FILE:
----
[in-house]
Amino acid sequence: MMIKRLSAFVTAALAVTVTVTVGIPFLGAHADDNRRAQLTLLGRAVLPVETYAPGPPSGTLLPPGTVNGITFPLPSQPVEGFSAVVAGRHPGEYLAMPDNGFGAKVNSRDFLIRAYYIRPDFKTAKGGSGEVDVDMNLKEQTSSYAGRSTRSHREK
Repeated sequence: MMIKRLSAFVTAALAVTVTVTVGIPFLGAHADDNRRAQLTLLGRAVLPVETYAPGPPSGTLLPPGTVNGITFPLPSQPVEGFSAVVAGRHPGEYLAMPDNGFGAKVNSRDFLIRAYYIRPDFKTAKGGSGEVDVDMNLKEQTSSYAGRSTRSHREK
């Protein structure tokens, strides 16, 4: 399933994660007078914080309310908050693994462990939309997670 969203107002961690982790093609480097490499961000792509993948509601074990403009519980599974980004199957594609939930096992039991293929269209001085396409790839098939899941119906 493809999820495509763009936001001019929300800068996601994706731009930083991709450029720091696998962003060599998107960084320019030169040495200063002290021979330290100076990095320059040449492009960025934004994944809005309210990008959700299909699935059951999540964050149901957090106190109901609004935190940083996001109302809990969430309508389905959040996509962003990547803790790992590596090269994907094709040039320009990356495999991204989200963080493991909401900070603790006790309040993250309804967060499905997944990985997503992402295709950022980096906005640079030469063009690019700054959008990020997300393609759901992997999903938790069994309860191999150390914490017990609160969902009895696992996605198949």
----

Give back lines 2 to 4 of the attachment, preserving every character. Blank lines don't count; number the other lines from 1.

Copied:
Amino acid sequence: MMIKRLSAFVTAALAVTVTVTVGIPFLGAHADDNRRAQLTLLGRAVLPVETYAPGPPSGTLLPPGTVNGITFPLPSQPVEGFSAVVAGRHPGEYLAMPDNGFGAKVNSRDFLIRAYYIRPDFKTAKGGSGEVDVDMNLKEQTSSYAGRSTRSHREK
Repeated sequence: MMIKRLSAFVTAALAVTVTVTVGIPFLGAHADDNRRAQLTLLGRAVLPVETYAPGPPSGTLLPPGTVNGITFPLPSQPVEGFSAVVAGRHPGEYLAMPDNGFGAKVNSRDFLIRAYYIRPDFKTAKGGSGEVDVDMNLKEQTSSYAGRSTRSHREK
């Protein structure tokens, strides 16, 4: 399933994660007078914080309310908050693994462990939309997670 969203107002961690982790093609480097490499961000792509993948509601074990403009519980599974980004199957594609939930096992039991293929269209001085396409790839098939899941119906 493809999820495509763009936001001019929300800068996601994706731009930083991709450029720091696998962003060599998107960084320019030169040495200063002290021979330290100076990095320059040449492009960025934004994944809005309210990008959700299909699935059951999540964050149901957090106190109901609004935190940083996001109302809990969430309508389905959040996509962003990547803790790992590596090269994907094709040039320009990356495999991204989200963080493991909401900070603790006790309040993250309804967060499905997944990985997503992402295709950022980096906005640079030469063009690019700054959008990020997300393609759901992997999903938790069994309860191999150390914490017990609160969902009895696992996605198949």